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Much Ado About Nothing

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Introduction

Much Ado About Nothing Coursework In 'Much Ado About Nothing' Shakespeare manages to transform Benedick from a bachelor to being in love with Beatrice. Shakespeare does extremely well to make this change of character seem believable as it such a big one. Shakespeare does this by using key scenes to gradually reveal the true relationship between the two. This transformation is especially interesting as at the beginning of the play he argues with Beatrice and declares he will always be a bachelor. In Act I Scene I when the visitors arrive in Messina, Benedick appears to be an arrogant, patronising womaniser. In this scene Benedick has a merry war with Beatrice and from lines like 'In our last conflict four of his five wits went halting off' and "You always end with a jade's trick, I know you of old" from Beatrice it seems like the two have previously met and there is some history between them. In this war of words we see the arrogance of Benedick when he says to Beatrice "I am Lord of all ladies, only you excepted". From this opening scene we can see Benedick's character and it is obvious he is not scared to speak his mind or give an honest opinion, no matter how harsh it may be. ...read more.

Middle

When Don Pedro, Claudio and Leonarto pretend they do not know Benedick is listening in the arbour, Benedick is shocked when Don Pedro says "Beatrice was in love with Signior Benedick". They also say that Beatrice 'would rather die than give any sign of affection' to make Benedick think that is why she acts the way she does to him. Once they have finished meddling with Benedick they go to tell Beatrice to call Benedick for dinner to see his reaction. In the second soliloquy Benedick has in this scene he seems confused. He says that her love must be requited even if he is mocked by people for his sudden change I character, which shows us he is thinking about love and is not bothered about how his reputation as a bachelor will be affected. He then admits that she is 'fair' 'virtuous' and 'wise' which is how he describes the only women that he could ever marry earlier on in the scene. He debates his decision to always be a bachelor and what he thinks of Beatrice before concluding "No; the world must be peopled. When I said I would die a bachelor. I did not think I should live till I were married". ...read more.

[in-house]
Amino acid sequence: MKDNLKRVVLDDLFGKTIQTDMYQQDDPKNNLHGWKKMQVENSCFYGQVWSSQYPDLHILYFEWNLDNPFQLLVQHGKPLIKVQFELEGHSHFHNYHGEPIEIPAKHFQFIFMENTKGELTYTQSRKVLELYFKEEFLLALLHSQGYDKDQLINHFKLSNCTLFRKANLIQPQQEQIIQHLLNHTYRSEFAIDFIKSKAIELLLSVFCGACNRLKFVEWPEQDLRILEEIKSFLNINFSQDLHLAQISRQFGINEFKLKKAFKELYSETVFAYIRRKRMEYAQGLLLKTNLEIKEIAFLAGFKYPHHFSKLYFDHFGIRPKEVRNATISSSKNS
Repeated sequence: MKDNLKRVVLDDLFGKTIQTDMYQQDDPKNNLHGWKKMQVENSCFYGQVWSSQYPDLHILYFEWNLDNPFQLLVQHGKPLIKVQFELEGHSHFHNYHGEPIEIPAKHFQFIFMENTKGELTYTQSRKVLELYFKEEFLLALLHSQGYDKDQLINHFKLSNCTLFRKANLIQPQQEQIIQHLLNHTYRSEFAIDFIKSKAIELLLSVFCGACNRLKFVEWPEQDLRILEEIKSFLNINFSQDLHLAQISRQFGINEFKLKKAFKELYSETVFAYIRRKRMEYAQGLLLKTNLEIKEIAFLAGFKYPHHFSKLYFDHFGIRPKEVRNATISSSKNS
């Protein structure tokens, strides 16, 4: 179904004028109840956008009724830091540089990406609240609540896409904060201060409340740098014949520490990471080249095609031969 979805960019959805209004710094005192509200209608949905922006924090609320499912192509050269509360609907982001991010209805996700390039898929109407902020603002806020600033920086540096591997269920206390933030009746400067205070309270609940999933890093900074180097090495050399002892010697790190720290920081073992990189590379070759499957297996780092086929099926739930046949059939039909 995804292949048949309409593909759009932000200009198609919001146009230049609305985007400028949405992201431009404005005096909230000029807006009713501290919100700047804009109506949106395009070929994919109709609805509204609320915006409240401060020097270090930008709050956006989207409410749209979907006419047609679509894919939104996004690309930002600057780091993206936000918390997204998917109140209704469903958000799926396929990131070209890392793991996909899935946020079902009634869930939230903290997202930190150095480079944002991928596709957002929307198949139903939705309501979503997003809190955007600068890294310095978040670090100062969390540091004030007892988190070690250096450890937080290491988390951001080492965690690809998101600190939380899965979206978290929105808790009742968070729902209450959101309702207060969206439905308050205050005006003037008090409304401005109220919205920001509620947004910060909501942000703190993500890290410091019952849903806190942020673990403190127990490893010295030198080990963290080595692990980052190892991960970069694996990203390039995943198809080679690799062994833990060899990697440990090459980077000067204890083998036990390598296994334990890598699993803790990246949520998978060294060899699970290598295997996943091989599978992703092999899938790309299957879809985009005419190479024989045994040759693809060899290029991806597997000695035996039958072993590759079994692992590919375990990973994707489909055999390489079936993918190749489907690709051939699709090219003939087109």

Conclusion

Even though he has transformed he still has some trouble accepting the fact he is in love. "I love thee against my will" is what Benedick writes and he would rather say this than admit he is truly in love. He says that he 'suffers love' and it is almost like he believes love is something he has contracted like a disease and there is nothing he can do to get rid of it. In Act V Scene IV, Benedick's transformation is complete. He says that to Leonarto "Your niece regards me with an eye of favour. And I do with an eye requite her". Benedick does seem to return to his true self, however his love cannot be hidden when Claudio and Don Pedro arrive. Even when Benedick proposes to Beatrice he says he takes her in 'pity', this shows that even though he is no longer a bachelor, he is still as patronising as he was at the beginning of the play and he has not lost any of his wit. Beatrice continues this merry war by saying "I yield upon great persuasion'#". In Benedick's final soliloquy he talks about marriage. "I will think nothing to anyone that the world can say against it". This shows that Benedick has finally accepted marriage and his love for Beatrice. He is no longer a bachelor ?? ?? ?? ?? ...read more.

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